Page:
The Conservative Party is in the uncomfortable position of having a grass roots membership in the constituency associations unequivocally opposed to the EU and an isolated Metropolitan party HQ unequivocally in favour. Tory MPs are caught in the middle, unsure whether to annoy the party bosses who hand out junior ministerial jobs or local voters who still retain a minor role in candidate selection. UKIP hovers in the background, ready to repeat its undertaking not to stand in constituencies where the Tory candidate is anti-EU and yesterday's Tory rebels will no doubt have had an eye on 2015.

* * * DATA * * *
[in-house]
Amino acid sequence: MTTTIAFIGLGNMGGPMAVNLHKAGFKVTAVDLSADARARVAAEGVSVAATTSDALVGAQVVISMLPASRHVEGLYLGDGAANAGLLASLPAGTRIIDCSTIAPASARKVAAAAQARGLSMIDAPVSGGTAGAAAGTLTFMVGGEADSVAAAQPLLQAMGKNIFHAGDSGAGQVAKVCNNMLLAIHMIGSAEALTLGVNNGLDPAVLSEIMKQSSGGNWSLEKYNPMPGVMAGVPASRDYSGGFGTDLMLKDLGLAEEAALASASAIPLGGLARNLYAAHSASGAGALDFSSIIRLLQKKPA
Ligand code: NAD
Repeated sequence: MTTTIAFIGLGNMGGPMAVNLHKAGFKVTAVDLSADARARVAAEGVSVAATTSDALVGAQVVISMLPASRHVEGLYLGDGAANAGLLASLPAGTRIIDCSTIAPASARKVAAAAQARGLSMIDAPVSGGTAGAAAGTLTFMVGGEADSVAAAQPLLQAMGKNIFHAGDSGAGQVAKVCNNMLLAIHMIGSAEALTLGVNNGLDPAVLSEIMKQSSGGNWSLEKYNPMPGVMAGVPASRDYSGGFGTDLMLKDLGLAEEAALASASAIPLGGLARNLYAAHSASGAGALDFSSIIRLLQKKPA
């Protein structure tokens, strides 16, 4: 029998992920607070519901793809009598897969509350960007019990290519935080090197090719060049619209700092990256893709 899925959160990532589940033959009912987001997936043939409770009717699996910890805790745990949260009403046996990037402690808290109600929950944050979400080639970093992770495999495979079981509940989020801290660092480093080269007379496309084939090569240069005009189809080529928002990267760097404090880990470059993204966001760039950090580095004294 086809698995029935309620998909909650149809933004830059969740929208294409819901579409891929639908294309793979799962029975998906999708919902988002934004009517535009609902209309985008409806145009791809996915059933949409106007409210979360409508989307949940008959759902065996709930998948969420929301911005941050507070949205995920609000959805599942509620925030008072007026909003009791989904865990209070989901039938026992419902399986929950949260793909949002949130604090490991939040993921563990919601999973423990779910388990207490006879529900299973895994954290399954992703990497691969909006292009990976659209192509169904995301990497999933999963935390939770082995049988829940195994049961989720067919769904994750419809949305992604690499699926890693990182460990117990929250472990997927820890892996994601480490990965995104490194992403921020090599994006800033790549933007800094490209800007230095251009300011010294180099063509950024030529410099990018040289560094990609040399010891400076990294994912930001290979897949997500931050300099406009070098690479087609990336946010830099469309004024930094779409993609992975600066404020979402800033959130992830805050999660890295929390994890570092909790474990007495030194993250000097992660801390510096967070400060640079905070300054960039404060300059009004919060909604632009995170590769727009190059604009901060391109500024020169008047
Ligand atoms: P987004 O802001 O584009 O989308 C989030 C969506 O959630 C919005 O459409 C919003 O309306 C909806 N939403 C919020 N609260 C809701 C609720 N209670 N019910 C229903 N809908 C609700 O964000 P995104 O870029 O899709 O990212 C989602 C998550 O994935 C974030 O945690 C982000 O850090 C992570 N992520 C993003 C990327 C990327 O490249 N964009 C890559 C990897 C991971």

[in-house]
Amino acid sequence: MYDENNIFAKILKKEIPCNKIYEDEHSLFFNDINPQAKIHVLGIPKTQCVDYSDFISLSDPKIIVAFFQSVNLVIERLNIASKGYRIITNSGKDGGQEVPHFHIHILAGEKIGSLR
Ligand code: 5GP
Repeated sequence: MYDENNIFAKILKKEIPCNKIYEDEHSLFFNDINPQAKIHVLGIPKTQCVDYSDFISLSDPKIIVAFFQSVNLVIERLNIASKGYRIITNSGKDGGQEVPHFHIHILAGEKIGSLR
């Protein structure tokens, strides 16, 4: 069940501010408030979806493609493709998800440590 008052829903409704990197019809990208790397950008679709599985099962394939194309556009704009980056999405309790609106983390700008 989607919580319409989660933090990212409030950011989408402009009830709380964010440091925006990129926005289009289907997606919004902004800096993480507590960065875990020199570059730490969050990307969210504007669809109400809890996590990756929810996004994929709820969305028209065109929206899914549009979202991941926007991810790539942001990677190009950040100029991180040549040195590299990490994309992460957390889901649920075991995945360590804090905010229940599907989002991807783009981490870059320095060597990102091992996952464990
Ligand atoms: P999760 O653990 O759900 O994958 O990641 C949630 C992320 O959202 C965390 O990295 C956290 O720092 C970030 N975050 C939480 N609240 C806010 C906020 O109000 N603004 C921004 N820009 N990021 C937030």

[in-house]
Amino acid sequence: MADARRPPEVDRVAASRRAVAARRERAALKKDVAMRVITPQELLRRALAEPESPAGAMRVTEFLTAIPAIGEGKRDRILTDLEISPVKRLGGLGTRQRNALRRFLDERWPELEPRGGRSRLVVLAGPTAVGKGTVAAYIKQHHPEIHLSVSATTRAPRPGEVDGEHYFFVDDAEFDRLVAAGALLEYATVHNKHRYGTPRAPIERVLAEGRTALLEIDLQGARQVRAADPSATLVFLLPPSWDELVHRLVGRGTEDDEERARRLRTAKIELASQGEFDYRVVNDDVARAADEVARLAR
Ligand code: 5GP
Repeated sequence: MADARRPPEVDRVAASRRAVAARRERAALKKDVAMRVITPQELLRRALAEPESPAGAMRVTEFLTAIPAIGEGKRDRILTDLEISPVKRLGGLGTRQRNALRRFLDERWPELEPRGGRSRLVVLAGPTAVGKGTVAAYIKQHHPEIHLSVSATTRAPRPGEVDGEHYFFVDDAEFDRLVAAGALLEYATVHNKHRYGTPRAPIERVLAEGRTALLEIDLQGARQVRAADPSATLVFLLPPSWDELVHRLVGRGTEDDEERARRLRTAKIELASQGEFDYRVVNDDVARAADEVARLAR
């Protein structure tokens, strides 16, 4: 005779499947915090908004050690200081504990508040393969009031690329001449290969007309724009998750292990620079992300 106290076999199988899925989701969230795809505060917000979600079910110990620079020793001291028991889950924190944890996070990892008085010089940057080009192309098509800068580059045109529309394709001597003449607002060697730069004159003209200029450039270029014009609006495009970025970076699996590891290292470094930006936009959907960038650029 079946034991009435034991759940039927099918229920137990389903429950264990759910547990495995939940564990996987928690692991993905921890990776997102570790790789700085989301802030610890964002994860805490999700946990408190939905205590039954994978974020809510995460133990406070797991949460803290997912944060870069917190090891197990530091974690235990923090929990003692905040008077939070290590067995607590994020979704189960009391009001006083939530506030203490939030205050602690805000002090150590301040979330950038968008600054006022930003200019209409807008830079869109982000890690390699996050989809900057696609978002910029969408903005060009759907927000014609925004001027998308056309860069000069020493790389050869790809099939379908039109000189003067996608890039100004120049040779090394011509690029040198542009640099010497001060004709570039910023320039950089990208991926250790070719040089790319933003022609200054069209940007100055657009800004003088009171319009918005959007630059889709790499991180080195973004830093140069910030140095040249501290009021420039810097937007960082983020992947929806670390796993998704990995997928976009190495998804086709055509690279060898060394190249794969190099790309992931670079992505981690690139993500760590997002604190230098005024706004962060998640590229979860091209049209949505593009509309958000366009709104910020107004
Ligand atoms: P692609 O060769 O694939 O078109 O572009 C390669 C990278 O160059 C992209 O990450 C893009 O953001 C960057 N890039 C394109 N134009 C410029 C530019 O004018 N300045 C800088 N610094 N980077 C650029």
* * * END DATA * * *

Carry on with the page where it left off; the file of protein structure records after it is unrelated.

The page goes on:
Yet the resolution to this impasse in the Party may come not from some cosmetic compromise, not from Cameron's banal and mendacious assurances over his Euro-sceptic credentials, but from changes in party funding. Sir Christopher Kelly's committee is about to publish its report on political funding. The three main parties are moribund, with a combined membership of fewer than 1% of the electorate. They're also broke. If Kelly's report throws them back on voter donations and caps large donations they will be far less able to ignore the voices from the backwoods, but this is the long-shot outcome. Far more likely that Kelly will recommend throwing in tens of millions of public money to allow the State parties to suckle at the teat of the taxpayer and maintain policies unsupported by their electors. However, what actually happens will be extremely sensitive to public opinion; the best chance now for all on the right apposed to the EU is to mount a campaign against State party funding, for only by depriving the pro-EU central State HQs of this oxygen will the voices of the people be heard.